There was a 7.5% increase in bag consumption in England to 6.8 bn units, equivalent to a per capita use of 10.8 bags a month. In contrast, Wales, which introduced a 5p surcharge for single-use bags in October 2011 – see Plasteurope.com of 18.03.2011 – saw bag use decline by 22% to a per capita consumption of 7.6 bags a month. Individual use was significantly higher at 11.9 bags a month in Scotland, which is considering introducing a levy – see Plasteurope.com of 03.07.2012. Overall usage in Scotland declined by 0.3%, but Northern Ireland, which is introducing a 5p tax in April 2013 – see Plasteurope.com of 07.02.2012 – saw an 8.1% increase.
The WRAP research shows that there has been a 51% reduction in the quantity of virgin polymer used in the manufacture of all carrier bags (including reusable bags-for-life) since 2006. Between 2010 and 2011, however, there was an 11% increase. Even taking this into account, the overall downward trend in the number of bags being used suggests that more recycled materials come into play in bag manufacture than in 2006.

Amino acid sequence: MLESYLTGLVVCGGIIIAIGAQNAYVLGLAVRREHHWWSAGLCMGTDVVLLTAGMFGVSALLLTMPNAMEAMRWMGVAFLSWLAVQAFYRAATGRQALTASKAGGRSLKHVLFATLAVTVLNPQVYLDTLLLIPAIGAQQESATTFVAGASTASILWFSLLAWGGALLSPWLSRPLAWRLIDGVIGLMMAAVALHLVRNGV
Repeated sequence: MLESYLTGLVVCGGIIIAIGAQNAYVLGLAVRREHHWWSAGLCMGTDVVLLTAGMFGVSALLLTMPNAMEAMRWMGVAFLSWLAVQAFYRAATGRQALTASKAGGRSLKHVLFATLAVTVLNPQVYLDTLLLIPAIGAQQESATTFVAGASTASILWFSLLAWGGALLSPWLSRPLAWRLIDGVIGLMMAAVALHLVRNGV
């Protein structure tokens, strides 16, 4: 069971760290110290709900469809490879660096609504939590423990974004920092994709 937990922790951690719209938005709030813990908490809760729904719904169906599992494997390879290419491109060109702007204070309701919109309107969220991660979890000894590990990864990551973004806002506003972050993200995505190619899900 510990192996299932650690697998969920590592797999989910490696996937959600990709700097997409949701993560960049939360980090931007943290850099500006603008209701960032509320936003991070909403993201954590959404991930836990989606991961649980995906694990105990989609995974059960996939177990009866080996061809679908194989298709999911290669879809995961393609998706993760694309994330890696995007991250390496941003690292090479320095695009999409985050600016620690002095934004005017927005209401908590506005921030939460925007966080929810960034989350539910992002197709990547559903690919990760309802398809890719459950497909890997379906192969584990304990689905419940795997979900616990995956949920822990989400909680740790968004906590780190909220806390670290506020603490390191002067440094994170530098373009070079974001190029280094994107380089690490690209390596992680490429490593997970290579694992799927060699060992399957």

Commenting on these latest carrier bag statistics, the British Retail Consortium (BRC, London / UK; www.brc.org.uk) says the “small increase” in UK bag consumption from supermarkets reflects changing spending habits. Families are increasingly doing several smaller grocery shops during a week as opposed to relying on one big trip. In addition, BRC says, a rising number of people have switched from travelling by car to public transport. For both of these reasons, consumers are less likely to have reusable bags with them and, therefore, make greater use of giveaway bags.
Bob Gordon, BRC's head of environment, says that most shoppers do their best to reuse bags, but adds: “Shopping trends are changing and it’s clear many customers appreciate the bags they’re offered.” Defending the role of single-use carriers, Gordon points out that they account for only a fraction of 1% of household waste, and their impact on the environment is much smaller than that of many everyday products. If reducing their usage is a priority for legislators, however, Gordon believes that voluntary measures are insufficient and a levy, as in Wales, will be necessary.